What about a Porsche hypercar coming out of this?
Possibly, definitely not a no. Porsche CEO, Oliver Blume, said this: “We haven’t decided yet what type of supercar we will develop and when we will develop it, so it’s too early to talk about.
“But what is clear is Porsche has always developed supercars and hypercars in the past, and we will continue. It might be an option to cooperate with the new joint venture, but we haven’t decided yet.” Cagey.
Why did the VW Group want rid of Bugatti?
Essentially it’s some canny manoeuvring of its chips. By offloading an R&D-heavy, financially draining business like Bugatti it can focus on its more lucrative mass-production brands, and the full-scale transition to electric cars… but without losing Bugatti entirely and sharing in its future profits through Porsche. Meanwhile Porsche is positioned perfectly to benefit from Rimac’s electric know-how and let that technology trickle down to other VW Group companies like Audi and Lamborghini, where appropriate.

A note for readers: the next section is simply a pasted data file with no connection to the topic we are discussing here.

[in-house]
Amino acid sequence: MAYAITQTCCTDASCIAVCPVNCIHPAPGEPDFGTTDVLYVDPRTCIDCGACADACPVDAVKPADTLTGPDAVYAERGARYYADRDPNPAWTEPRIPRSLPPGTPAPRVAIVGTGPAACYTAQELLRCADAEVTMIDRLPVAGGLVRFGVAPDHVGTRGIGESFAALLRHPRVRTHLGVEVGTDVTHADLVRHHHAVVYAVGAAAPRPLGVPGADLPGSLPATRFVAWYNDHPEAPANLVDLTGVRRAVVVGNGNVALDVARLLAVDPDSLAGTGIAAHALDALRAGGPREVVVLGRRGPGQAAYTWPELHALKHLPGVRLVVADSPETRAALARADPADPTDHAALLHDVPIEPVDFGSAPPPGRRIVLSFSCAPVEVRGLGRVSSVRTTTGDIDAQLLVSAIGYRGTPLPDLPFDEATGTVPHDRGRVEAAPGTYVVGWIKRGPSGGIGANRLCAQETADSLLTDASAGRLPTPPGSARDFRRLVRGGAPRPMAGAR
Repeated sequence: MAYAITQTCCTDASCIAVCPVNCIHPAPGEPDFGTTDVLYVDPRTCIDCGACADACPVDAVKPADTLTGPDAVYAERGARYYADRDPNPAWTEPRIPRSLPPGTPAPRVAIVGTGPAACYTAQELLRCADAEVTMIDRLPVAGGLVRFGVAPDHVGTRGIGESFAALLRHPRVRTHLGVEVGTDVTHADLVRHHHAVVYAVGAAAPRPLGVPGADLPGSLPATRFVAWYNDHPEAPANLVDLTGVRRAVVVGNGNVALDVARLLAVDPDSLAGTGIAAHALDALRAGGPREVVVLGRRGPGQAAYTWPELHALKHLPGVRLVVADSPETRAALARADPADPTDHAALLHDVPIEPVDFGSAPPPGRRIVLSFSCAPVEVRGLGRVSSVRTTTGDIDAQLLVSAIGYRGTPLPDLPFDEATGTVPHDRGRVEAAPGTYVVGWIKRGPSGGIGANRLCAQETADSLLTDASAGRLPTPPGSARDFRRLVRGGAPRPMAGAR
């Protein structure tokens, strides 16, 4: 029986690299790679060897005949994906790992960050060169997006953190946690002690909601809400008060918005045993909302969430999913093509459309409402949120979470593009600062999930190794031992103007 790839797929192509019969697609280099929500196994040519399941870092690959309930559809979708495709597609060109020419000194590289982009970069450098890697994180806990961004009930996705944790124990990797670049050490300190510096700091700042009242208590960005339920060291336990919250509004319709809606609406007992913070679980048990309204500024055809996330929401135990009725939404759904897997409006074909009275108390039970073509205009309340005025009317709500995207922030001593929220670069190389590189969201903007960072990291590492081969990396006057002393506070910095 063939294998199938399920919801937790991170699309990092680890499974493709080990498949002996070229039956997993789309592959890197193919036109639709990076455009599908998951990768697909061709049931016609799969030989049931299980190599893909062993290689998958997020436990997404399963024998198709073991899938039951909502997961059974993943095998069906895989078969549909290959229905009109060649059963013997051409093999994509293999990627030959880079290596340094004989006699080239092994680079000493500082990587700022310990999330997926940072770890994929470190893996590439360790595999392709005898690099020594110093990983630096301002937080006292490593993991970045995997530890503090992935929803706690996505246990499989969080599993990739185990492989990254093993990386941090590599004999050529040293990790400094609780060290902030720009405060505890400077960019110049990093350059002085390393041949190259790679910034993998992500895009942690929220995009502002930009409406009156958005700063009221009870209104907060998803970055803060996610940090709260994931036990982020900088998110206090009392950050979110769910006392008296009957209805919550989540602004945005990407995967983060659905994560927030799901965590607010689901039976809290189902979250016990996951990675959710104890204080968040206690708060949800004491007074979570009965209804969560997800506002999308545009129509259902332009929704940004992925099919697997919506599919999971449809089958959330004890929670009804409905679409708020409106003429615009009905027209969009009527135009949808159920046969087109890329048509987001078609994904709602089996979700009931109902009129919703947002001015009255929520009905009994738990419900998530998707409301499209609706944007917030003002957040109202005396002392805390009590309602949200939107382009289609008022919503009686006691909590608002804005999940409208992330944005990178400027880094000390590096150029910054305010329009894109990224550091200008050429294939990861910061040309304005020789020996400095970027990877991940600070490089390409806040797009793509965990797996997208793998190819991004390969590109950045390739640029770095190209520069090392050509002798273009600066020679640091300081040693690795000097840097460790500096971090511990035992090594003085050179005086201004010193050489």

Mate Rimac sums it up succinctly: “You can see that the direction for the VW Group is very clearly electrification. They’re going all in and that requires lots of management focus. It makes sense to simplify and remove some distraction for a €250bn company, which the VW Group is.”
Porsche CFO Lutz Meschke makes another excellent point. That Bugatti developing an entirely new electric hypercar on its own to the standards its buyers expect is… tricky. “The mid-term future for Bugatti has to be electric and for a small brand to develop a completely new car on their own is almost impossible. For me, this is the only way to develop Bugatti to a profitable future.”Advertisement - Page continues below